Dear Negotiation Coach: Negotiating work assignments with subordinates

By on / Leadership Skills

QUESTION

I recently asked one of our firm’s managers, Joseph, to be in charge of developing an important new program. He agreed to take it on and didn’t raise any concerns, but I sensed a lack of enthusiasm during our conversation. This surprised me, as I had assumed that he would feel honored and happily run with the new role. Now I’m worried he won’t do a good job, and I think maybe I should have chosen someone else. What should I do?

ANSWER

Before concluding that you chose the wrong person to head up your new initiative, take a few minutes to review what happened. You might have benefited from viewing your conversation with Joseph as a negotiation, as he didn’t seem to have a voice in deciding whether he should be involved and how. Managers often make the mistake of relying on their authority to impose their will, when a back-and-forth negotiation, though more time-consuming, would be more likely to lead to positive outcomes.

An important part of any negotiation is trying to see how the situation looks to the other party. Before asking Joseph to take on this new project, did you imagine how he would view the request? Because you are Joseph’s supervisor, there is a power imbalance between you, and it would not be unusual for someone in his situation to hide his interests.

It’s possible that one or more of these thoughts ran through his head:

• I want to take on this new project, but how am I going to get my usual work done as well?

• If the project goes well, I won’t get the credit. If it doesn’t, I’ll be blamed.

• I’m too busy to do this, but it’s hopeless to complain. The decision is made.

• I don’t know if I’m up to the task. It’s a much more complicated project than I’m used to handling.

Once you realize that Joseph may view your request differently than you do, you will be prepared to have a follow-up conversation in which you test your assumptions—that he would welcome the opportunity, be able to handle the extra workload, and feel prepared to carry it out. When you invite him in for a second meeting, you might say, “I know I may have surprised you by asking you to take on this new project, and I want to check in with you. How do you feel about it, and how do you think it could fit in with your current responsibilities?” Ask open-ended questions that will encourage him to elaborate on his initial thoughts.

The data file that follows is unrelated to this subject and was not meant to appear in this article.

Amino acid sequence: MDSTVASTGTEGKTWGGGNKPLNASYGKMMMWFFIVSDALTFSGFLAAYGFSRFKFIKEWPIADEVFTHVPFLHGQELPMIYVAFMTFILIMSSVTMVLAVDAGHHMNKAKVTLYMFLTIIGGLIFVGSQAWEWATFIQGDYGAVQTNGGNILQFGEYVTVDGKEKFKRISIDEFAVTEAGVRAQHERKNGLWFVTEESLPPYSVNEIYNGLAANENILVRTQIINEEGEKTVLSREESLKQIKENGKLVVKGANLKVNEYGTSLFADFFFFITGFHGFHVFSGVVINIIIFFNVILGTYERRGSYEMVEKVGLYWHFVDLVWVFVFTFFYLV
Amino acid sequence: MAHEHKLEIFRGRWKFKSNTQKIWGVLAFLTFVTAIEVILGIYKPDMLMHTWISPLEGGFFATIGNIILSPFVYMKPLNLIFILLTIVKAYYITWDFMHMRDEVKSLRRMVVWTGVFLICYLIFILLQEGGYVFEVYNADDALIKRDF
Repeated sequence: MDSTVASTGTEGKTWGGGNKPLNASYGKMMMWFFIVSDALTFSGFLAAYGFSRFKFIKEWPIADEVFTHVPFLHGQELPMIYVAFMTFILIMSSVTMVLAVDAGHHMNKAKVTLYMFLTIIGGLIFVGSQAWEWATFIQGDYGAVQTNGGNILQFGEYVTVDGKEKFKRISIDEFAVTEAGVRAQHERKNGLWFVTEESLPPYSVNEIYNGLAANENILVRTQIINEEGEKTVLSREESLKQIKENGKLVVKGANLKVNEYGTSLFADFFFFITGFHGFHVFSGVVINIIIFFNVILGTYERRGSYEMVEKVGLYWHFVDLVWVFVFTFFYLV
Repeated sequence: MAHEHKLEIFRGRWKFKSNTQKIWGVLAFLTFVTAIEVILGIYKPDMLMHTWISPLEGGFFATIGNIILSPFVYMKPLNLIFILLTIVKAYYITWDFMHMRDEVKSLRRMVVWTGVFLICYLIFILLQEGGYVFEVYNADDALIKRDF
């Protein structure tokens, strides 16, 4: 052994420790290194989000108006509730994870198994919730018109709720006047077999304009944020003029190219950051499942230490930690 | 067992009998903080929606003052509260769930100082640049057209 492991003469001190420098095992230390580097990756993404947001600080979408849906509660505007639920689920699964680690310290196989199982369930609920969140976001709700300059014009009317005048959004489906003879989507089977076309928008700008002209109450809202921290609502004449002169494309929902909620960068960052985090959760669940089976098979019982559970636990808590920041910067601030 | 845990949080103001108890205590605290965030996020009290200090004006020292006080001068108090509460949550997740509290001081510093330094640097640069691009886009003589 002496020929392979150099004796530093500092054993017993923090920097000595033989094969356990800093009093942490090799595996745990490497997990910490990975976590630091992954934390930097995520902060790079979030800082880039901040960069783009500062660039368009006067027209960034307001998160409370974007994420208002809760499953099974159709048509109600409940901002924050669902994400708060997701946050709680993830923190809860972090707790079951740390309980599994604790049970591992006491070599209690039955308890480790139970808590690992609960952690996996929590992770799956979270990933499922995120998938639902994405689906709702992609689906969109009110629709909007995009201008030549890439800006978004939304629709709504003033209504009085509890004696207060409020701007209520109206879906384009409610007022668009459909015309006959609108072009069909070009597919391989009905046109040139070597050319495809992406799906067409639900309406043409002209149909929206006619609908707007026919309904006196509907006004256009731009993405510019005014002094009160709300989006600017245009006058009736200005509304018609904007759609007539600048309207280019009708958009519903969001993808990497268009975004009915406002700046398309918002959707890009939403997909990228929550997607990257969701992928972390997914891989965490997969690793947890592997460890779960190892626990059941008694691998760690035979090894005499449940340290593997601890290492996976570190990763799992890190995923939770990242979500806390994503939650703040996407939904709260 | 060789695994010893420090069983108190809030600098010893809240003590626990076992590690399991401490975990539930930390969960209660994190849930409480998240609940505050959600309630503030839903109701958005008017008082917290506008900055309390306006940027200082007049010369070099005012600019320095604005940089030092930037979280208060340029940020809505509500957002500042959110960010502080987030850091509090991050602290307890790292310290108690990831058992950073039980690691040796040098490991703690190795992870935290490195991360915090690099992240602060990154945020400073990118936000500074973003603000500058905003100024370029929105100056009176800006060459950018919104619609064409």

If you frame the second conversation as a shared problem—there is new work to be done, and together you need to figure out how to do it—you can foster an open, collegial discussion. When you brainstorm ways to solve the problem, you may come up with an even better solution than having Joseph take the project on alone. For example, you might recruit support staff to help him or divide up the project’s main roles among others at his level.

At the same time, you need to remain aware of the fact that you are Joseph’s manager. You have the right to assign work, and you don’t want people to be able to veto or sabotage your decisions. The work needs to get done.

In negotiation, it is important to balance empathy and assertiveness, a tension first described in the negotiation classic Beyond Winning: Negotiating to Create Value in Deals and Disputes (Harvard University Press, 2000) by Robert H. Mnookin, Scott R. Peppet, and Andrew S. Tulumello. Although, understandably, your first instinct as a manager is to assert your own interests, it is also important to show empathy—not just to be kind but to potentially uncover new information that will help you reach a better agreement.

Above all, you want to end up with a sustainable agreement in which the project gets done well and the person leading it is fully engaged. Is Joseph the right person for the job? With good negotiation analysis and thoughtful questioning, you will be able to answer that question.

Susan Hackley
Managing Director
Program on Negotiation
Harvard Law School

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